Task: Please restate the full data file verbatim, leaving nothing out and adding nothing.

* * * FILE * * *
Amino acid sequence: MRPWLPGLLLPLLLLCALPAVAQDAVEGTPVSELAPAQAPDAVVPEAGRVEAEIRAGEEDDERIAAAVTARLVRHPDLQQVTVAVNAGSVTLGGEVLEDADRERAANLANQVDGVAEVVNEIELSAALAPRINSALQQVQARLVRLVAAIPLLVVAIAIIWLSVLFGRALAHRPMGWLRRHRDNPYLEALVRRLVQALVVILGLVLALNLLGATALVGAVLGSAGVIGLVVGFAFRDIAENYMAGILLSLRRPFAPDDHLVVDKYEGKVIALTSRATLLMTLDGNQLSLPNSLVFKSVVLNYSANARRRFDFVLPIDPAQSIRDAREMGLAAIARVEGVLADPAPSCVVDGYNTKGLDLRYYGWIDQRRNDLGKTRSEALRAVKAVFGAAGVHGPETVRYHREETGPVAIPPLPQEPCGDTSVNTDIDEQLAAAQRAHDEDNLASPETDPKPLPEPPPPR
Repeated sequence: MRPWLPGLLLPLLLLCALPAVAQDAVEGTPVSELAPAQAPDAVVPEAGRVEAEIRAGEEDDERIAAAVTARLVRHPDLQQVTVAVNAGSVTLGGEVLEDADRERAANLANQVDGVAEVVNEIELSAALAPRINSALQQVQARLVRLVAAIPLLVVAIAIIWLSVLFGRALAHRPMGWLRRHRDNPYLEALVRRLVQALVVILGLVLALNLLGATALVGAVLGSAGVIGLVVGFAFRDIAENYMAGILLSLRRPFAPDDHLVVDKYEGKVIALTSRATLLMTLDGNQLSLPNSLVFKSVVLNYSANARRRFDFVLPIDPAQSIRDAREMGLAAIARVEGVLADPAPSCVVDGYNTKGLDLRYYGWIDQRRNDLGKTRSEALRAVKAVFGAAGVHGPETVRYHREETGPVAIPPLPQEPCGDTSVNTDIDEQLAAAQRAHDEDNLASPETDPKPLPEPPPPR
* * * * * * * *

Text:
Amino acid sequence: MRPWLPGLLLPLLLLCALPAVAQDAVEGTPVSELAPAQAPDAVVPEAGRVEAEIRAGEEDDERIAAAVTARLVRHPDLQQVTVAVNAGSVTLGGEVLEDADRERAANLANQVDGVAEVVNEIELSAALAPRINSALQQVQARLVRLVAAIPLLVVAIAIIWLSVLFGRALAHRPMGWLRRHRDNPYLEALVRRLVQALVVILGLVLALNLLGATALVGAVLGSAGVIGLVVGFAFRDIAENYMAGILLSLRRPFAPDDHLVVDKYEGKVIALTSRATLLMTLDGNQLSLPNSLVFKSVVLNYSANARRRFDFVLPIDPAQSIRDAREMGLAAIARVEGVLADPAPSCVVDGYNTKGLDLRYYGWIDQRRNDLGKTRSEALRAVKAVFGAAGVHGPETVRYHREETGPVAIPPLPQEPCGDTSVNTDIDEQLAAAQRAHDEDNLASPETDPKPLPEPPPPR
Repeated sequence: MRPWLPGLLLPLLLLCALPAVAQDAVEGTPVSELAPAQAPDAVVPEAGRVEAEIRAGEEDDERIAAAVTARLVRHPDLQQVTVAVNAGSVTLGGEVLEDADRERAANLANQVDGVAEVVNEIELSAALAPRINSALQQVQARLVRLVAAIPLLVVAIAIIWLSVLFGRALAHRPMGWLRRHRDNPYLEALVRRLVQALVVILGLVLALNLLGATALVGAVLGSAGVIGLVVGFAFRDIAENYMAGILLSLRRPFAPDDHLVVDKYEGKVIALTSRATLLMTLDGNQLSLPNSLVFKSVVLNYSANARRRFDFVLPIDPAQSIRDAREMGLAAIARVEGVLADPAPSCVVDGYNTKGLDLRYYGWIDQRRNDLGKTRSEALRAVKAVFGAAGVHGPETVRYHREETGPVAIPPLPQEPCGDTSVNTDIDEQLAAAQRAHDEDNLASPETDPKPLPEPPPPR